Leave it better than you found it
3 and 4
'Leave it better than you found it.' Responding to an exciting planet.
You will need to prepare:
- Slides or OHP transparencies of:
- A beautiful scene from nature
- A happy, well-fed human
- A technological development
- Slides or OHP transparencies of:
- Need and deprivation
- Industrial wasteland
- The effects of pollution
- A reading:
- From Psalm 104 or
- 'The Grandeur of God' by Gerard Manley Hopkins
- A series of boards, each with a word from the sentence 'ALL' 'HAVE' 'A' 'PART' 'TO' 'PLAY' and six students to hold them up. The students should sit together at the front, then, at the appropriate moment, stand one by one and turn to the audience to reveal their message.
- Examples of good and bad aspects of life and the world from newspapers or current affairs broadcasts.
We find ourselves on a wonderfully exciting planet which we have done nothing to create. During our lifetime we will enjoy it and use its resources. We shall find that at times it is unfriendly to us, that disease or deprivation and physical or emotional hurt come our way, or the way of others who share it with us.
Choose one of the two mentioned above.
Show slides 1 and 2 above.
In almost all respects the world is a better place to live in than it was in the past.
Quote examples relevant to the students. These could be, for example, medical, technological or educational examples.
Today a greater proportion of the world's population is healthier, better fed, better educated, more aware of others and their needs and more compassionate than has been the case in the past.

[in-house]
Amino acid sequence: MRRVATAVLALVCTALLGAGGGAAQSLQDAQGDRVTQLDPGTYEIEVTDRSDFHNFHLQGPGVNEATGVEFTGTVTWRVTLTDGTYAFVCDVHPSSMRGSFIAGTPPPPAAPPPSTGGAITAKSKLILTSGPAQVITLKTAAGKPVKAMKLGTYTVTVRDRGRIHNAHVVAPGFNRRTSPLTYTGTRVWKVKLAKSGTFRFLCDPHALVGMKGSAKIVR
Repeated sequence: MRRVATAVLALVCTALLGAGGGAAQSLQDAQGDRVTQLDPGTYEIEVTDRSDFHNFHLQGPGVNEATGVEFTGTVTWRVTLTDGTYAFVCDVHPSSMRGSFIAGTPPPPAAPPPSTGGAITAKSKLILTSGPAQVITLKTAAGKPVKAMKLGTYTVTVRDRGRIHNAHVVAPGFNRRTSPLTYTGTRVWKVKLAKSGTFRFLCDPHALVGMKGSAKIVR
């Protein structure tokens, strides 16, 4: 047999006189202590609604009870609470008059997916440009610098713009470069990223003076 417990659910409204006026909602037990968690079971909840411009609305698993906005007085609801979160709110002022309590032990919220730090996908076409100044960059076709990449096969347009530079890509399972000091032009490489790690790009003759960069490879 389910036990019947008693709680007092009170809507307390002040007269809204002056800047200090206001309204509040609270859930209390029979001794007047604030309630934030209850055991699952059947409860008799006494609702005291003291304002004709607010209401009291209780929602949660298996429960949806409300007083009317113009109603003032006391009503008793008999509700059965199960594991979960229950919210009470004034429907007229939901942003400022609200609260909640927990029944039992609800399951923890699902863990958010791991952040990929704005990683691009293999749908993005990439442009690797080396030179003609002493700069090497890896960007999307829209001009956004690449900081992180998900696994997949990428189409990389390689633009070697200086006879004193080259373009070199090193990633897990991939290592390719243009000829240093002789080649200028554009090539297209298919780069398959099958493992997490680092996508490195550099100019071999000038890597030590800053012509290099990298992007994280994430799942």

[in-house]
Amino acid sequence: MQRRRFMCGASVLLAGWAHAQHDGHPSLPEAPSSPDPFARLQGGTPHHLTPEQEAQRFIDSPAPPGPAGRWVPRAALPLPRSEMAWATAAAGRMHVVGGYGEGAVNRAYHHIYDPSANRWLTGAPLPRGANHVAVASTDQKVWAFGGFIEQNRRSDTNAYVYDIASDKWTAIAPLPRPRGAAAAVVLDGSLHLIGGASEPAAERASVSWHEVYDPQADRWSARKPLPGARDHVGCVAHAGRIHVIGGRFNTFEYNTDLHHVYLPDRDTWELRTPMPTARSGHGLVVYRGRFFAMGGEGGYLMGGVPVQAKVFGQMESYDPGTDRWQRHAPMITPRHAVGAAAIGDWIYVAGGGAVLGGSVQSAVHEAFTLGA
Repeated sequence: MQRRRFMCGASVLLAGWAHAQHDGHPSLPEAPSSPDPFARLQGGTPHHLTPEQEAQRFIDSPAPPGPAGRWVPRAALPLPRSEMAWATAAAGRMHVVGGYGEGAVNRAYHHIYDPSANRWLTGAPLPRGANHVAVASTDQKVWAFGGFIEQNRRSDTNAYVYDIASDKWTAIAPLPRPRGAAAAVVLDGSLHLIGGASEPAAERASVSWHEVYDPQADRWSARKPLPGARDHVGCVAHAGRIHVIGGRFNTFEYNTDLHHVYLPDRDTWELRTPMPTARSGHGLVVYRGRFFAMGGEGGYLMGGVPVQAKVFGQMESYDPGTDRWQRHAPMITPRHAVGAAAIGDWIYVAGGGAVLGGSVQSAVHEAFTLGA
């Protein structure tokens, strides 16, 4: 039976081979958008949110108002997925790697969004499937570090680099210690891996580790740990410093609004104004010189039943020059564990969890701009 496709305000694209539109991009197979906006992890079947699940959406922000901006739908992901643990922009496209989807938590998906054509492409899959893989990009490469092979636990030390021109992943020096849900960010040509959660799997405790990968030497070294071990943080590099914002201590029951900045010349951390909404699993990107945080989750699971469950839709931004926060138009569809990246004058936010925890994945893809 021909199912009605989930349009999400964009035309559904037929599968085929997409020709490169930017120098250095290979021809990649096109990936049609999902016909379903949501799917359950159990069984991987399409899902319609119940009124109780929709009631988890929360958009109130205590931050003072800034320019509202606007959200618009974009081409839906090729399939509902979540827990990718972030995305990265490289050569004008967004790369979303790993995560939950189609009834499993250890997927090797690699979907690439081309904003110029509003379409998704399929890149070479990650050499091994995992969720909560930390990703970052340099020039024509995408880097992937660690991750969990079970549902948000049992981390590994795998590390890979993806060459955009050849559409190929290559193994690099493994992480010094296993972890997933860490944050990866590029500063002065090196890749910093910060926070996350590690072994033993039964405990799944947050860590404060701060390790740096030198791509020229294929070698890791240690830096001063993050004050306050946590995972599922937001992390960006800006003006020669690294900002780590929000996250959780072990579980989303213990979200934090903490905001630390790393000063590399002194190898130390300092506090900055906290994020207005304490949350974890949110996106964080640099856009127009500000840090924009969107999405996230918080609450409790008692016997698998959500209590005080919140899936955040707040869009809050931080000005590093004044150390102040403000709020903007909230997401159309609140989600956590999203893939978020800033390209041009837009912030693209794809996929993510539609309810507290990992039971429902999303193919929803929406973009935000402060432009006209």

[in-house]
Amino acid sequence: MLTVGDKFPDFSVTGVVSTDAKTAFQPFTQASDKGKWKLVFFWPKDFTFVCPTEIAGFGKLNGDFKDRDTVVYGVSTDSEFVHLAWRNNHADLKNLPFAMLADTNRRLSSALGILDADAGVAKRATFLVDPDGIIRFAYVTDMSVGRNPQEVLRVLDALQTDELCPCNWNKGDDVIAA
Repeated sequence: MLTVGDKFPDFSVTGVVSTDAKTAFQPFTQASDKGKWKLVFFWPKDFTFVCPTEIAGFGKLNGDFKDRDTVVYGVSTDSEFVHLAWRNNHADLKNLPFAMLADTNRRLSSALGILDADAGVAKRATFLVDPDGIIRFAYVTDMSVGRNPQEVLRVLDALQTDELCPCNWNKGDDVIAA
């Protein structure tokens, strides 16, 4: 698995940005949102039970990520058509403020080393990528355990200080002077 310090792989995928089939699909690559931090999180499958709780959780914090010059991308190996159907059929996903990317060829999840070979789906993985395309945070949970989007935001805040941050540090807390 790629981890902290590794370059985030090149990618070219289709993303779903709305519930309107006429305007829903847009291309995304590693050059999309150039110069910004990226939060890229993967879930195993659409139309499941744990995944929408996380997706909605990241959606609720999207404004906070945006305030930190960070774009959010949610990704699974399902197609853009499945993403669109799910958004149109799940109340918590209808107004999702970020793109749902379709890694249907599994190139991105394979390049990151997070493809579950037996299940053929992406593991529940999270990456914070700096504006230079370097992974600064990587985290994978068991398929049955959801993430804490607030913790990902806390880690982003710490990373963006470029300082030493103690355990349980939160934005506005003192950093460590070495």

This has largely been brought about by improved communications and technological developments.
It does not, though, make us better than previous generations. We are simply more fortunate. Being more fortunate also gives us greater responsibility. We cannot be complacent; there is still so much to be done, as any news broadcast or newspaper will show.
Quote current examples.
Genesis 2:15 - 'The Lord God took the man and put him in the Garden of Eden to till and to keep it.'
Christians believe that they share with God in the work of creation. In the account of Creation at the beginning of the Bible, in the book of Genesis, God begins his work and rests on the seventh day.
But, importantly, the humans of his creation alter places in the garden to develop and preserve it. This means that we all have a role to play. Through history, men and women have taken this role very seriously. Every achieverment of the human race for good, in art, music, culture, science, technology, medicine, politics and in so many more areas, can be seen as a development of God's first act of creation. He has given us a rich resource: this planet and its people.
We inhabit this planet for a comparatively short time. During that time:
- It is our right and privilege to enjoy it.
- It is our duty and responsibility to improve it for others both now and in the future.
Each one of us can make a difference by removing a current problem or by developing and expanding something that is already good. This could be something quite small: a concern for the environment, recycling of used materials, not causing litter or pollution, 'blowing the whistle' on vandals and vandalism. Or it could be a larger concern, such as joining Amnesty International to work for the release of political prisoners and for the implementation of human rights.
Quote local examples here. Signal to the helpers to raise the signs, and give the signal after the next sentence.
One thing is for sure: (Students turn one by one to the rest of the school and raise signs.) 'ALL HAVE A PART TO PLAY'
Lord, we are grateful for the world that you have given us, and for the skill and inspiration
of those men and women who have developed it.
May we always be on the look out for ways to make it even better, so that all may enjoy it to the full.
REEP (RE and Environment Project) has useful material for further work in the secondary curriculum materials section, including an Ecoquiz and a unit on responsibility for the environment. www.reep.org